Up until this study, abiraterone was used to treat men with metastatic prostate cancer who had failed to respond to other drugs that limit the androgens, or testosterone, that fuels tumor growth. (It was FDA-approved in April of 2011.) In that group of patients, while overall survival was increased, it didn’t effect cures and at best added years to patient’s life, at worst weeks.  In contrast, in the study presented by Dr. Taplin at this week’s ASCO, the drug was given to men whose prostate cancer had not yet spread, or metastasized, but was likely to do so. (Cancer that has not metastasized is referred to as localized cancer.)   And rather than being given the drug after surgery, they were given it before in what is known as neoadjuvant (prior to the primary treatment) therapy. Also added to their neoadjuvant drug therapy was Lupron, a standard-of-care drug for men with advanced, metastatic prostate cancer that slashes blood levels of testosterone by interrupting signals sent from the brain to the testicles.

Once the men completed their neoadjuvant drug therapy they underwent radical prostatectomy to surgically remove the gland.

Strikingly, at the time of surgery, the researchers found that in one-third of the men given neoadjuvant chemotherapy of abiraterone along with Lupron for six months, their tumors not only did not spread, they shrank to either undetectable levels, or to what researchers call “near pathological resolution,” which means a tumor size of less than 5 millimeters—both of which are deemed a cure.

“These results show that, as opposed to just extending life for two months, there are some men in this study who may have died of prostate cancer, who instead may have been cured because they got this treatment,” says Dr. Taplin.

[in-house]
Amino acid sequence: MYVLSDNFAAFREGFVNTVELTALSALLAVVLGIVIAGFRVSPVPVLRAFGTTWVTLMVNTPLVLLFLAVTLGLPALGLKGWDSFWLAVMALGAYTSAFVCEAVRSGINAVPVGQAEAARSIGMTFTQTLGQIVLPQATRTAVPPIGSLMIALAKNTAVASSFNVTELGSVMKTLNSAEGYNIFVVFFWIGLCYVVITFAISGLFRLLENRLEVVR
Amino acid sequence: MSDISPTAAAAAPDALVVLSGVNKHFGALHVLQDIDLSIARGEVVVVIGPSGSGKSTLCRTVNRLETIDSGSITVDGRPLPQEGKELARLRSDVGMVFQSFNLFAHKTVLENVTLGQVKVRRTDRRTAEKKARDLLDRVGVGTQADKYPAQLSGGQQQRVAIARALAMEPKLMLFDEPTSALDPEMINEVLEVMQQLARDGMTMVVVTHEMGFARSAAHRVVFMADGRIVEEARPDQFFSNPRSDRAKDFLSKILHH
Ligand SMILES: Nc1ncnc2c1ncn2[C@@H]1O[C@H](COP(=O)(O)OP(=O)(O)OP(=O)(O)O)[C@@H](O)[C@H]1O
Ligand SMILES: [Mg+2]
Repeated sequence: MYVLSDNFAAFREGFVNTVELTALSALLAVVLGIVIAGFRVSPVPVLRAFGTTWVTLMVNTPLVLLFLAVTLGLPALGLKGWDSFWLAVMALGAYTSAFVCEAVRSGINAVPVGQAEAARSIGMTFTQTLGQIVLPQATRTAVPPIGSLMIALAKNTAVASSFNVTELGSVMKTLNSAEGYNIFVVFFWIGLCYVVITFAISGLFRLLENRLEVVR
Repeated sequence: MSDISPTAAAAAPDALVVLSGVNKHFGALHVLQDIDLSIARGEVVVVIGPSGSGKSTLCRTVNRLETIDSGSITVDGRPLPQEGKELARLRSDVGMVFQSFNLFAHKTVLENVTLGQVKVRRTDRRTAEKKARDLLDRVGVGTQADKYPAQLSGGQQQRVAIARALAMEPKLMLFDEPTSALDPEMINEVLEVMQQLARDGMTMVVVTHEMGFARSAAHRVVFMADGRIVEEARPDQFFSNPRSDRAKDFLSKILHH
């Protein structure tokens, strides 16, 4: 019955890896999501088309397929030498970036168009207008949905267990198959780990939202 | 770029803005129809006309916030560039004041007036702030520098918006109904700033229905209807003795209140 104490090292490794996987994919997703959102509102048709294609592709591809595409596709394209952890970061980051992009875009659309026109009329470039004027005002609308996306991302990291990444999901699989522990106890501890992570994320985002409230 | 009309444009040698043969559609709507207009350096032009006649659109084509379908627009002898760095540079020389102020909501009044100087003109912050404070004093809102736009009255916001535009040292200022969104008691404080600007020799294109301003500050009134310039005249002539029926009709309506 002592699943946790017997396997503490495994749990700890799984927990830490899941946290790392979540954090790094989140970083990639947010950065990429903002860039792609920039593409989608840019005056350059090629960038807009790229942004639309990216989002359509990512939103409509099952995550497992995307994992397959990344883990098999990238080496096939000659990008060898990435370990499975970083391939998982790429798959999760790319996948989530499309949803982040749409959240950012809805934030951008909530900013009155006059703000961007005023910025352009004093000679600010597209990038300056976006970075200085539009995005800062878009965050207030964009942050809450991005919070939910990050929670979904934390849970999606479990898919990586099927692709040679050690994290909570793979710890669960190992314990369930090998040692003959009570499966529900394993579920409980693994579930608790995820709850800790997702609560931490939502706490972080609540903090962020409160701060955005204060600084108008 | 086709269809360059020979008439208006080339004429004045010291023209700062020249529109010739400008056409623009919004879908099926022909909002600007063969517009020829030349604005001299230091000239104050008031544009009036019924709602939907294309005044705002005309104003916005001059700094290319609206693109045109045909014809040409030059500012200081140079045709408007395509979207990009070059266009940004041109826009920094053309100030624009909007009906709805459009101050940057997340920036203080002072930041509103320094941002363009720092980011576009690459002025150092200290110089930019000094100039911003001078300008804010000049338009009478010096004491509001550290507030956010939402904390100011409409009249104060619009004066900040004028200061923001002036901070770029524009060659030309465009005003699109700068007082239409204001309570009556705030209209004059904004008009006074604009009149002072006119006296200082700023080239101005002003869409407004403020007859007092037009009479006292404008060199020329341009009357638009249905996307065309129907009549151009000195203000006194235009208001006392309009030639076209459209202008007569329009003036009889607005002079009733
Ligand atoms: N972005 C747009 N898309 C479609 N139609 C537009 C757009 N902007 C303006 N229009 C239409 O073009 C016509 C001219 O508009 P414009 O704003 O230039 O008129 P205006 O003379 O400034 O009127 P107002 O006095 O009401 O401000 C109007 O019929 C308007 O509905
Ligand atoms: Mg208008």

She credits Johnson & Johnson with funding this study because it won’t do much to increase sales in the near term while still under patent protection, but is equally quick to note that “it was also a bargain for them because the Prostate Cancer Foundation paid for all the science” behind the drug’s early development. 

This is something that is often overlooked in the hoopla that surrounds a big announcement of a drug’s successful completion of a clinical trial; the long, arduous nurturing process that fronts a drug company’s decision to dance with a drug in the first place, let alone pursue it with a glass slipper in hand. Howard Soule, PhD, chief science officer at the Prostate Cancer Foundation (PCF), says donor money to the Foundation is what nurtured abiraterone from a seedling into an FDA-approved drug. It was money granted to teams of researchers by PCF that “nailed the mechanism of action,” said Soule, speaking of Nelson’s work at the University of Washington that determined abiraterone lowered inta-tumor levels of testosterone, which are now known to be so important in halting disease progression.